Reply to Chris
October 24, 2009 - 04:09
Re: Self Under Siege - Heidegger and the Rejection of Humanism video
There was about 21 seconds of tape missing during the glitch. I spliced in the audio from the mp3s available on this page, but the video is obviously blank during that time. There was also 15s of audio missing at the end, which was also restored using the mp3. The result isn't perfect, but it's a hell of a lot better. Enjoy

wimpywombat.net
www.youtube.com
Bob Hardy
November 14, 2009 - 20:35
I am British - have recently moved to the USA - and was lucky enough to listen to the whole of Prof. Rick Roderick's 'The Self Under Seige' whilst driving with two friends from NYC to Portland OR.
It is my opinion that Prof Roderick clearly 'knew what he was talking about'; and that he was also one of those rare and gifted individuals who could teach with a passion and conviction that is so obviously the result of a deep love of, and clear understanding of, the subject content.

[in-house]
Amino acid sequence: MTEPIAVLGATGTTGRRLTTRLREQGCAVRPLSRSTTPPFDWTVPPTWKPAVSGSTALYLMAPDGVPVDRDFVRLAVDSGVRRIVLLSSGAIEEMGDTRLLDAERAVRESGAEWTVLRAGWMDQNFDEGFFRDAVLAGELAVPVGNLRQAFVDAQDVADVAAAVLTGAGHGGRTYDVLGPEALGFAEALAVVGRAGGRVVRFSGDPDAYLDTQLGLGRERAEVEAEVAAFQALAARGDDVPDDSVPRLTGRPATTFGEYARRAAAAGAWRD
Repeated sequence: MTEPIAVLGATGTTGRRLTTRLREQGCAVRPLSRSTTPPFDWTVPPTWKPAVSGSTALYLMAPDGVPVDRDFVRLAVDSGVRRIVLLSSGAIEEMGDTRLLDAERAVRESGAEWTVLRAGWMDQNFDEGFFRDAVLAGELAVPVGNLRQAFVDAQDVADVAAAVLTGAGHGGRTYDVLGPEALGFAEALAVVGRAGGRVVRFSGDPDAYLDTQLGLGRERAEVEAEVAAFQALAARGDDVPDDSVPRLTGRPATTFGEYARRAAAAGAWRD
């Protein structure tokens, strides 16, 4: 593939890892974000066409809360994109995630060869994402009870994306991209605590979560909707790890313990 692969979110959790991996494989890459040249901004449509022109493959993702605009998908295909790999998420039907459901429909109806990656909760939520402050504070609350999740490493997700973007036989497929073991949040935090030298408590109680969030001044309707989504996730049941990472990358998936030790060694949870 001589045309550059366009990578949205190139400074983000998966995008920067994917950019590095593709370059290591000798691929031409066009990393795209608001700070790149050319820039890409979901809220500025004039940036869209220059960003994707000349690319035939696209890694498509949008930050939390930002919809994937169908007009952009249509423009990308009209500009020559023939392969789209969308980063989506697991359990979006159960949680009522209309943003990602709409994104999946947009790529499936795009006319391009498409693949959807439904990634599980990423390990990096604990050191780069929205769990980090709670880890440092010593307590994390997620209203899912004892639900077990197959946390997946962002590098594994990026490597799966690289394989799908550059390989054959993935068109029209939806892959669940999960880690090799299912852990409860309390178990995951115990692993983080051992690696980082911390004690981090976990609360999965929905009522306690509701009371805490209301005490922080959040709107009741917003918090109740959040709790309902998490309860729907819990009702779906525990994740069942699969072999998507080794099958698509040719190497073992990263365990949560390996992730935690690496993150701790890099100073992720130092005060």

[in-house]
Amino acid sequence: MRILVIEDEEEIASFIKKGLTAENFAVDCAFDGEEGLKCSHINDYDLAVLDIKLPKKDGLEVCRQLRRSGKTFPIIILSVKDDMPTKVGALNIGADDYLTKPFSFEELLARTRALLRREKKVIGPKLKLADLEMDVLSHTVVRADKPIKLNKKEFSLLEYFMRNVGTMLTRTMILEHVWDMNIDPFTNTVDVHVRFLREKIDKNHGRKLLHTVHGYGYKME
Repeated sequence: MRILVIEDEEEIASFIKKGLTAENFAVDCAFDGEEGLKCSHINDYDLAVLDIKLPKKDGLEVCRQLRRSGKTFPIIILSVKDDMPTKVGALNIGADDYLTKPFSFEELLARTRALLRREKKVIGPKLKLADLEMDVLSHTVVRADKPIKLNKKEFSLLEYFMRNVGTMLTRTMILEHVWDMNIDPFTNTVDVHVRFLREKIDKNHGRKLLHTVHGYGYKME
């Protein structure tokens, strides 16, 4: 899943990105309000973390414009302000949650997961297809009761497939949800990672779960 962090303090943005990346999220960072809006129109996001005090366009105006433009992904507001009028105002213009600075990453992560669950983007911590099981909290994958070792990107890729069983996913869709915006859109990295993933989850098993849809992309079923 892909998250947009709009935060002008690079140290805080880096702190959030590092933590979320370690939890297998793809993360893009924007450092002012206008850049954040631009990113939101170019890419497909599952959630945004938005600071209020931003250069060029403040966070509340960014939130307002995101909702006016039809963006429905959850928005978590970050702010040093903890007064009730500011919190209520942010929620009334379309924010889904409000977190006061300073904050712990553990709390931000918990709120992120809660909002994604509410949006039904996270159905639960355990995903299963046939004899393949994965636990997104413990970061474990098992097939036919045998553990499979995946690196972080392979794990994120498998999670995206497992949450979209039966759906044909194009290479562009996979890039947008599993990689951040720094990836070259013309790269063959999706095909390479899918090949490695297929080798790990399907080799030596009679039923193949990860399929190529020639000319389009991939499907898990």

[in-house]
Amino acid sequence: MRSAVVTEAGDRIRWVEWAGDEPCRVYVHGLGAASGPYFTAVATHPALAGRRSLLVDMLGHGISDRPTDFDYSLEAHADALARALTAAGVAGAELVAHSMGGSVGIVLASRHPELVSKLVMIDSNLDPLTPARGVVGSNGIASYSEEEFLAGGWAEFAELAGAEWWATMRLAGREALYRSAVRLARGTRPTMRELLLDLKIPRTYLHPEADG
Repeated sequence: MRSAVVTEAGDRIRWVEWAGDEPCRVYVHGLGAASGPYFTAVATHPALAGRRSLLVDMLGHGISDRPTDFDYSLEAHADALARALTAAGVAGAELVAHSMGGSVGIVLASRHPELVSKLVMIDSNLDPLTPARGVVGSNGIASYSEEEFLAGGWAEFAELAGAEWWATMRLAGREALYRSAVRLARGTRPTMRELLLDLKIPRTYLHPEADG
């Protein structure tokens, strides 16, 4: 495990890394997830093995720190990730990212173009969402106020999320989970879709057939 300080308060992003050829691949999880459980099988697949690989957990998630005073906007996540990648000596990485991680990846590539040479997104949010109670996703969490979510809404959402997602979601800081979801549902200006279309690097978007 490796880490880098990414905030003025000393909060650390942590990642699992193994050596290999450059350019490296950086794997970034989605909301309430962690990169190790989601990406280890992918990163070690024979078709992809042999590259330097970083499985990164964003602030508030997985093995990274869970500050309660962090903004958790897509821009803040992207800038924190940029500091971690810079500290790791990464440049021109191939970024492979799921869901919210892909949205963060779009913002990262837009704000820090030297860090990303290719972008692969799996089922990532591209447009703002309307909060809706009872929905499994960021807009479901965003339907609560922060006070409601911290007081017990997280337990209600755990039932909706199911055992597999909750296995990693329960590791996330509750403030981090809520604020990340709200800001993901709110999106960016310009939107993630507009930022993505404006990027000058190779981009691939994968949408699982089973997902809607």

I have also managed to obtain a copy of 'Nietzsche and the Post-Modern Condition' and, once again, his clear, insightful perspective is a pleasure to listen to.
It was a shock to discover that he had died some time ago while still so young
RIP

PS In contrast, I have also been (what shall I say) unfortunate enough to also listen to another Texan deliver a lecture on Nietzsche on TTC. This offering was mediocre to say the least! The perspective was weak (in the sense I'm sure that Prof Roderick would have Nietzsche mean that term); and the delivery was so wooden it was (as we say in Liverpool) 'like watching paint dry'.

Many thanks for providing this forum. I shall watch for future comments here with great interest
Andrew Y.
November 24, 2009 - 00:26